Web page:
There is drama. There is melodrama. And then there is Francesca da Rimini. To say the acting style is exaggerated doesn’t begin to describe it. Imagine a production of “Who’s Afraid of Virginia Woolf?” if Martha and George were played by Norma Desmond and Snidely Whiplash. That said, I think I liked it. It was an uphill battle to get there, however.
Being unfamiliar with the opera, everything about the production was new to me. The costumes and sets are lavish. The setting, 13th century Italy, is true to the text. The music is wonderful and sounds vocally challenging, especially for the soprano. The music is unusual, from my experience, for opera. There is definitely a ’20th century’ feel to it. It often sounds like a film score. But not the score to a big costume drama; more like the score of film noir. By the last act I was thinking of Hitchcock.
It must be difficult to direct melodrama. If played with too much subtlety or realism the text seems cartoonish. If played too ‘over-the-top’ it risks becoming a parody of itself. In this case, they chose to embrace exaggeration for all it is worth. It took a while for me to get onboard but, eventually, I got there.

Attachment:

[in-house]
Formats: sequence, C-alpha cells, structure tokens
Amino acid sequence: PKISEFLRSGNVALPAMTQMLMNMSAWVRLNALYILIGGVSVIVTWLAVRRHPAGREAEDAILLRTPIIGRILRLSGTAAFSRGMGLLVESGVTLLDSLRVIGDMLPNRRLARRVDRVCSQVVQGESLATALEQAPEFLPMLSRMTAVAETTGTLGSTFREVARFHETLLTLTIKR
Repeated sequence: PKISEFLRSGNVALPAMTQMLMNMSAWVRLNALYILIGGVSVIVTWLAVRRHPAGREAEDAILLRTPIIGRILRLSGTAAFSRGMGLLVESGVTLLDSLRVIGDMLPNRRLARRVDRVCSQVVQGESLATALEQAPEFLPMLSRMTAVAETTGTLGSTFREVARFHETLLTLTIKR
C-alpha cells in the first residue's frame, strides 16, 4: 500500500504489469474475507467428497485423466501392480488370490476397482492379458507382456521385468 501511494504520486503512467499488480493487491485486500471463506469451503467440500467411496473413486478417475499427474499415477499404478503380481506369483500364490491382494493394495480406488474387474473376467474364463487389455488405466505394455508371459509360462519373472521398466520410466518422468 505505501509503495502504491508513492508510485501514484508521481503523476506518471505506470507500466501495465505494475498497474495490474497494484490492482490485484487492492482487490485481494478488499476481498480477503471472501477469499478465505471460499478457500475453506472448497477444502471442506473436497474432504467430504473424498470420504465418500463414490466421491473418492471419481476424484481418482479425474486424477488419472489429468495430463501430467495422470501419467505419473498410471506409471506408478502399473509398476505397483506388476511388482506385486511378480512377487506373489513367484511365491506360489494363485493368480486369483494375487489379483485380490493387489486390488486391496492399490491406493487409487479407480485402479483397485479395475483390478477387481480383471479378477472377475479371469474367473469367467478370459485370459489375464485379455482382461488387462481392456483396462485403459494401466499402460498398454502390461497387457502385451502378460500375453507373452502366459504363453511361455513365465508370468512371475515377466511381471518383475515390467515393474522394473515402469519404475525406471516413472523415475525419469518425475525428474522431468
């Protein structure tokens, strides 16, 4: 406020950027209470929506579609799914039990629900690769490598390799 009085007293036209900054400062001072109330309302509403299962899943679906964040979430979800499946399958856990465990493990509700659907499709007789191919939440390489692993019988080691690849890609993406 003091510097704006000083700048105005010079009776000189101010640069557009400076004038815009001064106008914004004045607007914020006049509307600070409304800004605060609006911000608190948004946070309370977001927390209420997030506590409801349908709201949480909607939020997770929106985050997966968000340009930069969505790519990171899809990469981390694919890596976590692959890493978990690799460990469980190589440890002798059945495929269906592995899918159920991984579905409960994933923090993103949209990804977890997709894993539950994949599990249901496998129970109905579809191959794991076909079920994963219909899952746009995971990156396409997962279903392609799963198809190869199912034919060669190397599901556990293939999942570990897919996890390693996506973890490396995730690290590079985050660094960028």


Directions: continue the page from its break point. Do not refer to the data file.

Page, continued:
I almost left at the end of Act I. The opera opens with a chorus of woman. They strike overly dramatic poses, look knowingly into each other’s eyes and stare off into space for no apparent reason. They move in a way that seems to have more to do with maximizing the visual impact of their flowing chiffon gowns than supporting anything taking place in the scene. There were times I had to force myself not to laugh. The title character enters to fret about the pending arrival of her betrothed. While vocally beautiful, the acting is quite a bit less subtle than Tippi Hedren hearing the gulls tapping on the telephone booth. It took a few minutes to realize what I was seeing was not bad acting but a stylistic choice. All the performances are consistent. There is plenty of scenery to chew for the whole cast.
By the time Act IV arrived the performances seemed ‘spot on’. I’m sure this is, in part, because I’d been seeing it for 3 hours. It is also because that style is perfectly suited to the music as it develops toward the climax. The text points that direction as well. I was confused by our heroine describing her existence as a “feast of fear” when nothing bad had happened yet. One character or another said some variation of “Oh, the horror” in almost every scene. Later on, when Francesca tells her would-be lover he should “die like a galley-slave rowing a ship called Despair” it begins to feel familiar. By the time she tells her lover he has “broken her soul like a stem” and he is promising “to take her to where all is oblivion and time will be their slave” I was fully invested. To quote a line from one of my favorite musicals; “This sort of talk just doesn’t come up in normal conversation”. There are only two ways to say (or sing) lines like that; tongue-in-cheek or over-the-top. They made the right choice.